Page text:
Luke Cage History: From Hero for Hire to Hollywood
TV, Comic Books
Being a superhero may be a full-time job, but everyone’s got to have a life outside of work … right? Artist Des Taylor, creator of the upcoming series Scarlett Couture, answered that question recently with illustrations featuring the likes of Wonder Woman, Black Canary, Batgirl and Lois Lane, and they don’t disappoint.
“There are enough artists drawing them kicking the hell out of each other,” Taylor writes on his deviantART page. “I like to illustrate my favourite heroes doing everyday casual stuff.”
Teased Monday by Bond, and immediately deduced by DC Women Kicking Ass and others, Fallout follows a high school-age Lois new to Metropolis, where she’s determined to figure out how a group called the Warheads is using an immersive video game to mess with the mind of another girl.
“Having a really hard time articulating more than ‘YES THIS IS HAPPENING, NOW YOU ALL KNOW’ at the moment,” Bond tweeted on Monday. “But I love Lois & I love you guys. Because Lois is … LOIS. And I want to do the character justice. I hope that I did and that you guys think so too. (And also FUN.)” She followed that this morning with photographic evidence of her excitement.
On Tuesday, Comic Book Resources interviewed Superman writer Geoff Johns, penciler John Romita Jr. and inker Klaus Janson, who (as the headline put it) want to “inject optimism” into the series. As part of that interview, Johns contended that the Man of Steel’s desire to connect with his fellow Earthlings makes him “more relevant now than ever.”
Considering a couple of ongoing storylines, this current focus on positivity sounds like a voice crying in the wilderness. Today we’ll look at the end of Earth 2’s “The Kryptonian” — which features two alternate Supermen — as well as the latest installments of “Doomed” in the regular Super-books.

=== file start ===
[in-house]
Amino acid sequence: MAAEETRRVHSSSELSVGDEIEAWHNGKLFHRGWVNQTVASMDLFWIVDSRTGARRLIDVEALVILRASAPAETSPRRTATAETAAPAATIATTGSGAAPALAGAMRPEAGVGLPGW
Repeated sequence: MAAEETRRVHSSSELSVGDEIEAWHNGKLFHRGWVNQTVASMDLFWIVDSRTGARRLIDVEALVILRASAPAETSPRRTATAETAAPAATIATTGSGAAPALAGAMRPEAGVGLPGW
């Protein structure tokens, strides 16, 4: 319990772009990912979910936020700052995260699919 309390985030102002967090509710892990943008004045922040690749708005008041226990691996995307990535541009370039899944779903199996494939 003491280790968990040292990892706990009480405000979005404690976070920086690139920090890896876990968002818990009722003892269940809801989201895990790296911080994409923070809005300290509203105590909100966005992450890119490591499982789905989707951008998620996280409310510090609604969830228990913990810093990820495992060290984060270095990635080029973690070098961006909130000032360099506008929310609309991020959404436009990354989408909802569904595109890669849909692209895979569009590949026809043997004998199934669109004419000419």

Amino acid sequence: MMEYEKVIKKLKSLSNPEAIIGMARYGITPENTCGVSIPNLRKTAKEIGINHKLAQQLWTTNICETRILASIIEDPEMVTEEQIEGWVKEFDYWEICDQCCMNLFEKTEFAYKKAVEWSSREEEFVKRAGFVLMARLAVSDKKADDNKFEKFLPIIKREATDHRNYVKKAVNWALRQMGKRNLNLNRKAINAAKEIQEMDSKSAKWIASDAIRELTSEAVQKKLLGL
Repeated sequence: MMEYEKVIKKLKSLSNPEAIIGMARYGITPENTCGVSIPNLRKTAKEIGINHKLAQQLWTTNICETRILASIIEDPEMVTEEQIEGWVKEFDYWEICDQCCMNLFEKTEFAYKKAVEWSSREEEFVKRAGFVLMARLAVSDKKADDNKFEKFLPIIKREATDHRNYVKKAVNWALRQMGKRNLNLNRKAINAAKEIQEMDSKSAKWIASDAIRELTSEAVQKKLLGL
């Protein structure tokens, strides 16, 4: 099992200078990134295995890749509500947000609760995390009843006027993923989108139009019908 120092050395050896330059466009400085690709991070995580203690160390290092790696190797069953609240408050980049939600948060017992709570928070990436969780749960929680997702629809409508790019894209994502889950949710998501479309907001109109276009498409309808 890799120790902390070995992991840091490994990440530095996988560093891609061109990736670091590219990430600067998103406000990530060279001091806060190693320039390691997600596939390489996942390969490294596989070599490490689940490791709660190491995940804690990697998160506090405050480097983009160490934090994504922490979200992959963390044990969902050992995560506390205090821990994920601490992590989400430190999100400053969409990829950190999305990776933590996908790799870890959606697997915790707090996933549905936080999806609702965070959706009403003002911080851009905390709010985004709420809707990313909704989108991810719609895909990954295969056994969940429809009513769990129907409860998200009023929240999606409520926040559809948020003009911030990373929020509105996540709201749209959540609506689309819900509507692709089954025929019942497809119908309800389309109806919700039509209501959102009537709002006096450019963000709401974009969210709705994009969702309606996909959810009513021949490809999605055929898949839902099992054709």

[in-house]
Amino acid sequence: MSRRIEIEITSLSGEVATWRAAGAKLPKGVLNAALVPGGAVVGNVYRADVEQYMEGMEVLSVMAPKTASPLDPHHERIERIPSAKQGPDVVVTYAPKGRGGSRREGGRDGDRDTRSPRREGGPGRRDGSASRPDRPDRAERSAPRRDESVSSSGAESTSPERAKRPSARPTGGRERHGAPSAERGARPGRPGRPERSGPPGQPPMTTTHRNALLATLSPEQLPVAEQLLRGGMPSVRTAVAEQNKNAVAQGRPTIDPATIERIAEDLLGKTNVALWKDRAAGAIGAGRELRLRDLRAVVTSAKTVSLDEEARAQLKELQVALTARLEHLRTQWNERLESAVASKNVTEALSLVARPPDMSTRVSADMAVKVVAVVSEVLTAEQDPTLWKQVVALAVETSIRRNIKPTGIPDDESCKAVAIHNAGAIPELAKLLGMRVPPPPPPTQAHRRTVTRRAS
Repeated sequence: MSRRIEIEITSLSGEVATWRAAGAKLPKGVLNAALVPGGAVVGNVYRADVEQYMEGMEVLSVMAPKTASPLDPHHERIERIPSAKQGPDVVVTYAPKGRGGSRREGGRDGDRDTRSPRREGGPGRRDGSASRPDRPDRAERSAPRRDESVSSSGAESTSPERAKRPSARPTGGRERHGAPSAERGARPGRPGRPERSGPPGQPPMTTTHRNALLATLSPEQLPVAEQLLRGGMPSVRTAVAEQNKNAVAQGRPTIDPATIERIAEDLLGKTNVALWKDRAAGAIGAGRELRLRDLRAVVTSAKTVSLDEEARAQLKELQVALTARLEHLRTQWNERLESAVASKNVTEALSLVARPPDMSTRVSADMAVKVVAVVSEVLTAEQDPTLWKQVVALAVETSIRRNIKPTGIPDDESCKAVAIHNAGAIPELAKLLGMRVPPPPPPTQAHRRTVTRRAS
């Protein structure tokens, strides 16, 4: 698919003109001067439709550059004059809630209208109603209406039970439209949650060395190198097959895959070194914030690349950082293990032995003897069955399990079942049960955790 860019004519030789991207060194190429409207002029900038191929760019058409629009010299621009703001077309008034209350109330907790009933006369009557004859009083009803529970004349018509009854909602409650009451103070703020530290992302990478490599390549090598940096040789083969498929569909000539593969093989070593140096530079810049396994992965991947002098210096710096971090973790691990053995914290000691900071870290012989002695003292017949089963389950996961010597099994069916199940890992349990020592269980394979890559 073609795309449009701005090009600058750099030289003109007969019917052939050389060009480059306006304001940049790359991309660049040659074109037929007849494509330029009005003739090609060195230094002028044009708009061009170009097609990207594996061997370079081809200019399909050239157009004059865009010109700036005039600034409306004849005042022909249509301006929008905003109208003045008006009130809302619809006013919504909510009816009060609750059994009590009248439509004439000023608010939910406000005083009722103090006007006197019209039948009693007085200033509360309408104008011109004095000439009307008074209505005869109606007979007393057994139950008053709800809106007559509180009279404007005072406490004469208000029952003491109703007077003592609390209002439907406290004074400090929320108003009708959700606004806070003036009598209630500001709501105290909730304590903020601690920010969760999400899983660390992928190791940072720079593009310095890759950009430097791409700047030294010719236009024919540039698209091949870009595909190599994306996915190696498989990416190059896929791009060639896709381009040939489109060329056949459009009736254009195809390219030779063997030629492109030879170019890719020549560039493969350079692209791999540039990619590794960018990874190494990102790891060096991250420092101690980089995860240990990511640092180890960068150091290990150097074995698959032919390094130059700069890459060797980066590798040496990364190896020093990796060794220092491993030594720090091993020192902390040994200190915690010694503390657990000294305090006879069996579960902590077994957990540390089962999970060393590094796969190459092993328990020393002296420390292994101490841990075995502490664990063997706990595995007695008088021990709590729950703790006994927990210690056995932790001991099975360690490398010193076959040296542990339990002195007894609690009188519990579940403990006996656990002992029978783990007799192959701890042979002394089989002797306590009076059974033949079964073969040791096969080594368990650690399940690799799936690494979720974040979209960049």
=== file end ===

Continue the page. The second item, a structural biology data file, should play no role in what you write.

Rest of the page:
Naturally, SPOILERS FOLLOW for Earth 2 #26, Superman/Wonder Woman Annual #1, Action Comics Annual #3 and Action Comics #34.
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Although the five-years-later setup of Futures End won’t be here until May, it got me thinking about a not-so-new New 52. The current comics take place some five years after Superman and company debuted — plus, apparently, a year for the face-free Joker to recuperate — so if you add five more years, it’s like double the amount of history! Well, double the amount of history that “matters,” I guess.
As I have been pretty critical of the present timeline, I’ll be curious to see how Futures End treats those additional five years. I suspect that, for the most part, they’ll be five years of “filler,” in the sense that mostly bad, Futures End-specific things happened during that time to bring DC-Earth to whatever sorry state we see in FE #1. I’ve heard that when all the New 52 books jump ahead five years (in September, naturally), they’ll reflect where their creative teams would like to take the characters in five years — but those will only be single issues, as opposed to the year-long weekly installments of Futures End. Besides, my bitter, resentful impulses remind me that it might well have been simpler just to start off with a 10-year timeline that would only have tweaked the old pre-relaunch status quo, not thrown out huge chunks of it.
You may recall in late October we spotlighted The Daily Planet Files, a fan project by Brittney Williams that focuses a bit more on the less-super aspects of the Man of Steel’s life, namely his day job at Metropolis’ premier newspaper. Williams is back now with even more art, including adorable character designs for Lois Lane, Clark Kent, Superman and Jimmy Olsen, and a cast shot that adds Steve Lombard, Perry White, Ron Troupe and Cat Grant into the mix.
“After working on what has now become The Daily Planet Files since May of 2013, I’m finally happy with the designs and what this has developed into,” Williams writes on her blog. “Who know what surprises 2014 holds for these guys.”
See some of the art below, and even more on Williams’ blog.
Warning: There will be a good bit of “in my day” talk in this survey of DC’s February solicitations. It’s the unavoidable contradiction of the publisher’s current superhero-comics model: Make everything “new,” but tease enough of the familiar old elements to keep longtime fans interested. While this practice goes back decades in corporately run superhero comics, the New 52 has tried so hard to distinguish itself that the old ways sometimes stand in even starker contrast.